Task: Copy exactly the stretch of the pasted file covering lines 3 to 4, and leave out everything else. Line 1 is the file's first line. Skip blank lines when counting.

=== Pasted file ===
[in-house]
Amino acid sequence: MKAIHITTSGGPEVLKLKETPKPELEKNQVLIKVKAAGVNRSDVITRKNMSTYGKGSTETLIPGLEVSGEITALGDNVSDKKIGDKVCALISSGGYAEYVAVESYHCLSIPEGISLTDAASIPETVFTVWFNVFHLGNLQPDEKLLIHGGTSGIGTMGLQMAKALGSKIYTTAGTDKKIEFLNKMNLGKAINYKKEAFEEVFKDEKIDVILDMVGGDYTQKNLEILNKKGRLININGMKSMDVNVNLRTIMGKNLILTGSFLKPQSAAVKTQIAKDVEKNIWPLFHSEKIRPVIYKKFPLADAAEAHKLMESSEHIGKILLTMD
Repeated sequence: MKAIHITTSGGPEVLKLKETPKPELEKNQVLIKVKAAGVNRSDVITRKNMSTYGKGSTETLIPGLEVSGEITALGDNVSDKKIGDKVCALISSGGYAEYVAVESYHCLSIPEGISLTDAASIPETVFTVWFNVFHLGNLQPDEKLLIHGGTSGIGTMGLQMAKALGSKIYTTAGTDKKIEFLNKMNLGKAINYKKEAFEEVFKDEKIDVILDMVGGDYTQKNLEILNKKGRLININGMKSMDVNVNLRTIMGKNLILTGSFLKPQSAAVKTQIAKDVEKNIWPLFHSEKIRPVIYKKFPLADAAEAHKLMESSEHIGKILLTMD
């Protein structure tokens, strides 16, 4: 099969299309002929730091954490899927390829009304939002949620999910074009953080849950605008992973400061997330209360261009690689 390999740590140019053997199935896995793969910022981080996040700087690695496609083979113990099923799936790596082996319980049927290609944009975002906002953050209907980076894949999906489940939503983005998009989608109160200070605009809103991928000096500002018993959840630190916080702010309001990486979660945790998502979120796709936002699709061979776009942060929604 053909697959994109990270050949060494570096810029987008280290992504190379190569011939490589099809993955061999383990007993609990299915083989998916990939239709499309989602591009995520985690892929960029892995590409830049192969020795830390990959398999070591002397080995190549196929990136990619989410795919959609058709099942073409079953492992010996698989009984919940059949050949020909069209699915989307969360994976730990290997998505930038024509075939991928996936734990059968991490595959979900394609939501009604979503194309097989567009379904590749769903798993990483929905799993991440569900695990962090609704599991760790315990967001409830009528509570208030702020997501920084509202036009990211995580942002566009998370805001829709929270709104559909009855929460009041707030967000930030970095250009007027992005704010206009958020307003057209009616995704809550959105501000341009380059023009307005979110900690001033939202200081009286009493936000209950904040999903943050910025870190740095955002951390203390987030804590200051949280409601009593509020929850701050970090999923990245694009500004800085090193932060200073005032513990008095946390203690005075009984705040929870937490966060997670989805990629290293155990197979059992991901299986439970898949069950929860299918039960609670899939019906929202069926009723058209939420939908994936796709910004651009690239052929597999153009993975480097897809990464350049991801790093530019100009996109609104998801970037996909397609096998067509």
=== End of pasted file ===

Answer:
Repeated sequence: MKAIHITTSGGPEVLKLKETPKPELEKNQVLIKVKAAGVNRSDVITRKNMSTYGKGSTETLIPGLEVSGEITALGDNVSDKKIGDKVCALISSGGYAEYVAVESYHCLSIPEGISLTDAASIPETVFTVWFNVFHLGNLQPDEKLLIHGGTSGIGTMGLQMAKALGSKIYTTAGTDKKIEFLNKMNLGKAINYKKEAFEEVFKDEKIDVILDMVGGDYTQKNLEILNKKGRLININGMKSMDVNVNLRTIMGKNLILTGSFLKPQSAAVKTQIAKDVEKNIWPLFHSEKIRPVIYKKFPLADAAEAHKLMESSEHIGKILLTMD
């Protein structure tokens, strides 16, 4: 099969299309002929730091954490899927390829009304939002949620999910074009953080849950605008992973400061997330209360261009690689 390999740590140019053997199935896995793969910022981080996040700087690695496609083979113990099923799936790596082996319980049927290609944009975002906002953050209907980076894949999906489940939503983005998009989608109160200070605009809103991928000096500002018993959840630190916080702010309001990486979660945790998502979120796709936002699709061979776009942060929604 053909697959994109990270050949060494570096810029987008280290992504190379190569011939490589099809993955061999383990007993609990299915083989998916990939239709499309989602591009995520985690892929960029892995590409830049192969020795830390990959398999070591002397080995190549196929990136990619989410795919959609058709099942073409079953492992010996698989009984919940059949050949020909069209699915989307969360994976730990290997998505930038024509075939991928996936734990059968991490595959979900394609939501009604979503194309097989567009379904590749769903798993990483929905799993991440569900695990962090609704599991760790315990967001409830009528509570208030702020997501920084509202036009990211995580942002566009998370805001829709929270709104559909009855929460009041707030967000930030970095250009007027992005704010206009958020307003057209009616995704809550959105501000341009380059023009307005979110900690001033939202200081009286009493936000209950904040999903943050910025870190740095955002951390203390987030804590200051949280409601009593509020929850701050970090999923990245694009500004800085090193932060200073005032513990008095946390203690005075009984705040929870937490966060997670989805990629290293155990197979059992991901299986439970898949069950929860299918039960609670899939019906929202069926009723058209939420939908994936796709910004651009690239052929597999153009993975480097897809990464350049991801790093530019100009996109609104998801970037996909397609096998067509």